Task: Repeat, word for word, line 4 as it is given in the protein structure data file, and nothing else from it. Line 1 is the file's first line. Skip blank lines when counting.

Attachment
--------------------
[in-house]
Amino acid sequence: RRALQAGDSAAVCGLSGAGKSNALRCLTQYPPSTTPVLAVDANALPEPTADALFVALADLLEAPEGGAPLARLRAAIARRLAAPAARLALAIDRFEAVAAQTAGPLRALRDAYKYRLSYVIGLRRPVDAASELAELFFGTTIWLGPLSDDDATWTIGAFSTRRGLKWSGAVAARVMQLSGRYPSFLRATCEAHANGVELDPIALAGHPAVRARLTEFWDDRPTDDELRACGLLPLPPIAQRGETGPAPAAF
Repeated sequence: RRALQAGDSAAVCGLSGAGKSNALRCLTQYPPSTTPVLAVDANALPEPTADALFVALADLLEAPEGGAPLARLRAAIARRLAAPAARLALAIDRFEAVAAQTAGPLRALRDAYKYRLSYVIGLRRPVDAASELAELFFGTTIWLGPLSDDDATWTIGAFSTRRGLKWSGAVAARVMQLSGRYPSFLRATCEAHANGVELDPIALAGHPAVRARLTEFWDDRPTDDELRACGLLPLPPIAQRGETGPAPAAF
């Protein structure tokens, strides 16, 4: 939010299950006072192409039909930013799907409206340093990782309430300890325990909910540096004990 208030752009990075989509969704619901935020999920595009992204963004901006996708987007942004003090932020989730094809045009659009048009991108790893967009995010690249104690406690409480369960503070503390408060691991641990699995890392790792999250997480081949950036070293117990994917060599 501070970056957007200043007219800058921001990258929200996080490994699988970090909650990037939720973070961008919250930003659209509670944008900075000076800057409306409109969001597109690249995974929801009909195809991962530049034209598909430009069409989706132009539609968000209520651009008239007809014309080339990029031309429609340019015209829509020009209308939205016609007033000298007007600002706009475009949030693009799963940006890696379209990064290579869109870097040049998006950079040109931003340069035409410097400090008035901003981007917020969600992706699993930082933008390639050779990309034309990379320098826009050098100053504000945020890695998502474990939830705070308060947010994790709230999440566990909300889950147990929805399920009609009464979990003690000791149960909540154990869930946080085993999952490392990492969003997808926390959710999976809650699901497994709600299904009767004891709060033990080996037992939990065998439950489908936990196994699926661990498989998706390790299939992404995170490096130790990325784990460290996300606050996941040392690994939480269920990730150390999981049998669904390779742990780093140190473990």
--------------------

């Protein structure tokens, strides 16, 4: 939010299950006072192409039909930013799907409206340093990782309430300890325990909910540096004990 208030752009990075989509969704619901935020999920595009992204963004901006996708987007942004003090932020989730094809045009659009048009991108790893967009995010690249104690406690409480369960503070503390408060691991641990699995890392790792999250997480081949950036070293117990994917060599 501070970056957007200043007219800058921001990258929200996080490994699988970090909650990037939720973070961008919250930003659209509670944008900075000076800057409306409109969001597109690249995974929801009909195809991962530049034209598909430009069409989706132009539609968000209520651009008239007809014309080339990029031309429609340019015209829509020009209308939205016609007033000298007007600002706009475009949030693009799963940006890696379209990064290579869109870097040049998006950079040109931003340069035409410097400090008035901003981007917020969600992706699993930082933008390639050779990309034309990379320098826009050098100053504000945020890695998502474990939830705070308060947010994790709230999440566990909300889950147990929805399920009609009464979990003690000791149960909540154990869930946080085993999952490392990492969003997808926390959710999976809650699901497994709600299904009767004891709060033990080996037992939990065998439950489908936990196994699926661990498989998706390790299939992404995170490096130790990325784990460290996300606050996941040392690994939480269920990730150390999981049998669904390779742990780093140190473990």